He went with Turner back to Black Elm.

“I can’t believe I’m a wheelman for a demon,” Turner muttered as he pulled out of the Il Bastone lot.

“Part demon,” Darlington corrected. They drove without talking for a while, but eventually he asked, “How did Alex get you to go along with this anyway?”

“She came to see me last night,” said Turner. “I didn’t want to do it. She was asking me to use my badge to set up a murder. Then I took a look at Eitan Harel’s record.”

“That convinced you?”

He shook his head. “No. I’m actually very fond of due process. But you know Alex—she sees an opening, she’s going to wiggle through it like a window.”

“An apt description.” We do what we have to. That’s the only job of a survivor.

“She told me Eitan was a soldier for evil.”

Darlington cast Turner a disbelieving glance. “That doesn’t sound like Alex Stern.”

“She was quoting me. Soldiers for good, soldiers for evil. I know you won’t agree, but as far as I’m concerned, this was always about keeping the devil down. She kept telling me it was bullshit. Until last night.”

“And then?”

“Then she said, ‘But what if I’m wrong?’”

Now Darlington laughed. “That’s Alex Stern.”

Turner tapped the steering wheel as he navigated the near empty streets. “I’m going to be honest with you. That’s not really what changed my mind either.”

Darlington waited. He didn’t know Turner well, but it was easy to see he wasn’t a man who liked to be rushed.

“I picked her up in Darien,” Turner went on at last, “the night Harel sent her to take on Linus Reiter. She was … I’ve seen her trade punches with a guy twice her size. I’ve seen her nearly get her skull split by a frat boy looking for revenge. But I’ve never seen her scared like that.”

When they reached Black Elm, Darlington unlocked the kitchen door and they rolled Eitan’s body down the stairs into the basement. The home he loved had become a tomb. He wondered what his grandfather made out of the carnage, or the fact that his grandson had abandoned this noble pile of rock. For the time being, at least. He wasn’t sure what they were going to do with all of those corpses, or what kind of burial he owed his parents. What would it mean if they just disappeared? And what about Anselm’s family?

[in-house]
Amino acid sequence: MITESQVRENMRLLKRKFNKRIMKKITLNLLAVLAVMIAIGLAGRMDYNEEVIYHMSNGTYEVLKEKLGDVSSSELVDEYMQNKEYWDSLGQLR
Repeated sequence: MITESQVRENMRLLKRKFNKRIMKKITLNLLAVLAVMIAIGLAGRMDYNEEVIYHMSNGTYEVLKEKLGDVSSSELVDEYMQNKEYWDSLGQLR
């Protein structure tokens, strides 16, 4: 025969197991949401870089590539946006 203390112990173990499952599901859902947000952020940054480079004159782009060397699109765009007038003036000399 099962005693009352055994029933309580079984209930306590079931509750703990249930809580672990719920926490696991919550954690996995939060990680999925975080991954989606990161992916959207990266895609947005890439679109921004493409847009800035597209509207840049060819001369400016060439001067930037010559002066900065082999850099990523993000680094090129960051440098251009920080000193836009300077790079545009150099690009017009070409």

It was too easy to vanish. He’d done it himself. And who had there been to seek him out? Dawes and Alex, Turner and Tripp. What life could he put together from what was left?

Darlington called to Cosmo, hoping the cat would make an appearance and he could offer some gift of gratitude, tribute in the form of tuna fish. But it seemed he would just have to be patient. Like all cats, Cosmo would arrive when he wanted to and not a moment before.

Turner helped Darlington lean the basement door against the jamb once more. Then there was nothing to do but turn their backs on the dead.



Darlington slept for the first time since he had been restored to this world, for the first time in over a year. He had never been allowed to sleep in hell or to dream. No rest for the wicked had turned out to be a very literal proposition.

He dreamed he was back in hell, a demon once more, a creature of appetite and nothing else. He knelt again at Golgarot’s throne, but this time, when he raised his head, it was Alex who gazed down at him, her naked body bathed in blue flames, a crown of silver fire at her brow.

“I will serve you ’til the end of days,” he promised. In the dream she laughed. “And love me too.”

Her eyes were black and full of stars.



He woke at noon, his body aching. Sluggish and miserable, he showered and dressed in the jeans and sweater he’d packed in his grandfather’s old leather bag. He couldn’t seem to get warm.

“Hell hangover,” Alex explained when she saw him. She was sitting in the parlor, one leg curled beneath her, still in Lethe sweats, a book of Hart Crane’s poetry open in her lap—reading for one of her classes, he presumed. It pleased him too much to see her there, easy on the velvet couch, hair tucked behind her ears. “Dawes made breakfast soup.”

From scratch, of course. The perfect cure. He ate two bowls of changua with fresh cilantro, little toasts topped with poached egg floating in the milky broth. His mind was beginning to clear enough to think of something other than survival. He supposed he’d have to reenroll. Lethe would help him. Assuming he was still considered a member of Lethe.

“Where’s Mercy?” he asked.

Alex kept her eyes on her book. “I walked her back to JE this morning.” “Is she okay?”

“She wanted to talk to her pastor and have lunch with Lauren. She needs a little normal.”